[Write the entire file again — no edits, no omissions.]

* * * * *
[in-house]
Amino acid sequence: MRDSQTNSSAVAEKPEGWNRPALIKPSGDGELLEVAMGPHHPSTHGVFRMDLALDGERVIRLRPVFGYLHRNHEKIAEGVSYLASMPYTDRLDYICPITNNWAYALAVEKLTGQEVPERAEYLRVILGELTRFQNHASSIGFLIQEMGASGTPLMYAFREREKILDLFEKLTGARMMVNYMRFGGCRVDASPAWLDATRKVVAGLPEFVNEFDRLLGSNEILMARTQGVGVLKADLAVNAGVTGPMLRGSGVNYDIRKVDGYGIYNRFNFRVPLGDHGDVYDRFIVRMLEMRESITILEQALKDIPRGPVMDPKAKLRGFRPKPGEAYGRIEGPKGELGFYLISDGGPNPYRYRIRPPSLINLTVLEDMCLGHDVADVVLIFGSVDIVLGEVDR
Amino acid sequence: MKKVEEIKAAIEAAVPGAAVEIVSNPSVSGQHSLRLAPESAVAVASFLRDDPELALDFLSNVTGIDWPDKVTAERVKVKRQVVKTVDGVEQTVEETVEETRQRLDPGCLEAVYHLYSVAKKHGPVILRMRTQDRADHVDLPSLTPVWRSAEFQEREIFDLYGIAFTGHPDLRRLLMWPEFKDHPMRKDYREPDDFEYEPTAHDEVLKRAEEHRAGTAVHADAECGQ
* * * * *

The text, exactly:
[in-house]
Amino acid sequence: MRDSQTNSSAVAEKPEGWNRPALIKPSGDGELLEVAMGPHHPSTHGVFRMDLALDGERVIRLRPVFGYLHRNHEKIAEGVSYLASMPYTDRLDYICPITNNWAYALAVEKLTGQEVPERAEYLRVILGELTRFQNHASSIGFLIQEMGASGTPLMYAFREREKILDLFEKLTGARMMVNYMRFGGCRVDASPAWLDATRKVVAGLPEFVNEFDRLLGSNEILMARTQGVGVLKADLAVNAGVTGPMLRGSGVNYDIRKVDGYGIYNRFNFRVPLGDHGDVYDRFIVRMLEMRESITILEQALKDIPRGPVMDPKAKLRGFRPKPGEAYGRIEGPKGELGFYLISDGGPNPYRYRIRPPSLINLTVLEDMCLGHDVADVVLIFGSVDIVLGEVDR
Amino acid sequence: MKKVEEIKAAIEAAVPGAAVEIVSNPSVSGQHSLRLAPESAVAVASFLRDDPELALDFLSNVTGIDWPDKVTAERVKVKRQVVKTVDGVEQTVEETVEETRQRLDPGCLEAVYHLYSVAKKHGPVILRMRTQDRADHVDLPSLTPVWRSAEFQEREIFDLYGIAFTGHPDLRRLLMWPEFKDHPMRKDYREPDDFEYEPTAHDEVLKRAEEHRAGTAVHADAECGQ